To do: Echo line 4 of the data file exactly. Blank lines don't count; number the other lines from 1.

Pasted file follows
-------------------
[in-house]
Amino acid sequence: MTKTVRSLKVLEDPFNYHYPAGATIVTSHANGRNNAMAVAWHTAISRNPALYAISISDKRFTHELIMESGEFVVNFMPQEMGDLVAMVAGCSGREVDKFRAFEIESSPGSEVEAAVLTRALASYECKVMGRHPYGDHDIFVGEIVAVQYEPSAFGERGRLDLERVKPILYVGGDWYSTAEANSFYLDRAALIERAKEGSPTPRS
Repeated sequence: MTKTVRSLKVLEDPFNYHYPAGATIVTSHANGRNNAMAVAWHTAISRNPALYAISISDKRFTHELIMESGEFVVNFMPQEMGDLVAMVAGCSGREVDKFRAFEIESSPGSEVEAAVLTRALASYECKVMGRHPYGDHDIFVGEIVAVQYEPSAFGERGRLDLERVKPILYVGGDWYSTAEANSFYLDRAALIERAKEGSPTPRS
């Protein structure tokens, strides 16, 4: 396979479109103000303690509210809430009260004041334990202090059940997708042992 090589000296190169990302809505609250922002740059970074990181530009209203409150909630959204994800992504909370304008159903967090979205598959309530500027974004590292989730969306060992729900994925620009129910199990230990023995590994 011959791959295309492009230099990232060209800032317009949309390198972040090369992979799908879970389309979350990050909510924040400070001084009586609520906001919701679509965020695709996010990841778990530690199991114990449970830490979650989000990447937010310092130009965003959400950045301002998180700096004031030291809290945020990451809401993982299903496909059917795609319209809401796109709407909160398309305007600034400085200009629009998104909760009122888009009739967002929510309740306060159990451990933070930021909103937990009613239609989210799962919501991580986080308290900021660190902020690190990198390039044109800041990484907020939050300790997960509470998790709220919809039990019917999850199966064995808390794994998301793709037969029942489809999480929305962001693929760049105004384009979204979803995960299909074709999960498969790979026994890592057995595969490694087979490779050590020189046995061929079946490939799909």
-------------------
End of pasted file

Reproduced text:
């Protein structure tokens, strides 16, 4: 396979479109103000303690509210809430009260004041334990202090059940997708042992 090589000296190169990302809505609250922002740059970074990181530009209203409150909630959204994800992504909370304008159903967090979205598959309530500027974004590292989730969306060992729900994925620009129910199990230990023995590994 011959791959295309492009230099990232060209800032317009949309390198972040090369992979799908879970389309979350990050909510924040400070001084009586609520906001919701679509965020695709996010990841778990530690199991114990449970830490979650989000990447937010310092130009965003959400950045301002998180700096004031030291809290945020990451809401993982299903496909059917795609319209809401796109709407909160398309305007600034400085200009629009998104909760009122888009009739967002929510309740306060159990451990933070930021909103937990009613239609989210799962919501991580986080308290900021660190902020690190990198390039044109800041990484907020939050300790997960509470998790709220919809039990019917999850199966064995808390794994998301793709037969029942489809999480929305962001693929760049105004384009979204979803995960299909074709999960498969790979026994890592057995595969490694087979490779050590020189046995061929079946490939799909």